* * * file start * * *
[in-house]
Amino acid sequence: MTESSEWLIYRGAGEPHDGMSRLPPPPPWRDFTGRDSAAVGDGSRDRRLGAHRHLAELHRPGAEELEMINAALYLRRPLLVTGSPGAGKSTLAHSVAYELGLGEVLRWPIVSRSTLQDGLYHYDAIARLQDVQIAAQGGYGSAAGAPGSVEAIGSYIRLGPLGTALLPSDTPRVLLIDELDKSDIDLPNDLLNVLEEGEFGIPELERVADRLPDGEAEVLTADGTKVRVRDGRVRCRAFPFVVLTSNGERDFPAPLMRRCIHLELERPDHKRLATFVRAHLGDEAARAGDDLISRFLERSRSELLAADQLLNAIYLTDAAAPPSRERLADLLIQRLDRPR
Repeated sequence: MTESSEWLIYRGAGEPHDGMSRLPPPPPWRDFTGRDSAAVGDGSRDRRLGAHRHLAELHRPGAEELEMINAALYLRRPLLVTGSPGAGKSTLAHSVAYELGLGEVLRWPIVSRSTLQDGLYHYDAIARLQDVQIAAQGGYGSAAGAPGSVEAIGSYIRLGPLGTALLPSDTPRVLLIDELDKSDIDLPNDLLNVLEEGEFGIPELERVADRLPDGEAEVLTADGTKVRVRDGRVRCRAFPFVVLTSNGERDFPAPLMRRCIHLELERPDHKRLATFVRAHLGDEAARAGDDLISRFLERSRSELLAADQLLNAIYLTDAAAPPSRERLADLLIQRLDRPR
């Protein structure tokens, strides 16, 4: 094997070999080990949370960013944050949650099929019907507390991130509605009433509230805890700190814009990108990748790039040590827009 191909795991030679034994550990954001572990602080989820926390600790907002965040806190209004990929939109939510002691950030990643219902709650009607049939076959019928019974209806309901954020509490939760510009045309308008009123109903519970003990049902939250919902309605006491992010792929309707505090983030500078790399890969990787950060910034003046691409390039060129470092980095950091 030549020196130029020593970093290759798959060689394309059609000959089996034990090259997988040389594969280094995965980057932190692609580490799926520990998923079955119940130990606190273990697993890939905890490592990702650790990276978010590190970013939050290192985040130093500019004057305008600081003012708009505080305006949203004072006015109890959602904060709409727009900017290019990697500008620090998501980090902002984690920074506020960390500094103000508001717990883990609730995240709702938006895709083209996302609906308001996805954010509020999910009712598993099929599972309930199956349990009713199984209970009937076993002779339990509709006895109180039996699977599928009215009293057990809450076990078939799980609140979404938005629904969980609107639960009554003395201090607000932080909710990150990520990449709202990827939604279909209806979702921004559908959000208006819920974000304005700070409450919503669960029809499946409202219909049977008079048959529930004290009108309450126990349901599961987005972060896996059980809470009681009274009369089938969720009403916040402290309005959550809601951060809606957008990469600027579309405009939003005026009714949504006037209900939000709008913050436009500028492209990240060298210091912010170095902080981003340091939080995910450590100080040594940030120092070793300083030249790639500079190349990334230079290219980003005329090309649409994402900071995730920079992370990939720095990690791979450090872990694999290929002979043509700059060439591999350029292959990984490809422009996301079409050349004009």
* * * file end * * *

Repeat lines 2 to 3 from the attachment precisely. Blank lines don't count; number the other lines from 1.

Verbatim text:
Amino acid sequence: MTESSEWLIYRGAGEPHDGMSRLPPPPPWRDFTGRDSAAVGDGSRDRRLGAHRHLAELHRPGAEELEMINAALYLRRPLLVTGSPGAGKSTLAHSVAYELGLGEVLRWPIVSRSTLQDGLYHYDAIARLQDVQIAAQGGYGSAAGAPGSVEAIGSYIRLGPLGTALLPSDTPRVLLIDELDKSDIDLPNDLLNVLEEGEFGIPELERVADRLPDGEAEVLTADGTKVRVRDGRVRCRAFPFVVLTSNGERDFPAPLMRRCIHLELERPDHKRLATFVRAHLGDEAARAGDDLISRFLERSRSELLAADQLLNAIYLTDAAAPPSRERLADLLIQRLDRPR
Repeated sequence: MTESSEWLIYRGAGEPHDGMSRLPPPPPWRDFTGRDSAAVGDGSRDRRLGAHRHLAELHRPGAEELEMINAALYLRRPLLVTGSPGAGKSTLAHSVAYELGLGEVLRWPIVSRSTLQDGLYHYDAIARLQDVQIAAQGGYGSAAGAPGSVEAIGSYIRLGPLGTALLPSDTPRVLLIDELDKSDIDLPNDLLNVLEEGEFGIPELERVADRLPDGEAEVLTADGTKVRVRDGRVRCRAFPFVVLTSNGERDFPAPLMRRCIHLELERPDHKRLATFVRAHLGDEAARAGDDLISRFLERSRSELLAADQLLNAIYLTDAAAPPSRERLADLLIQRLDRPR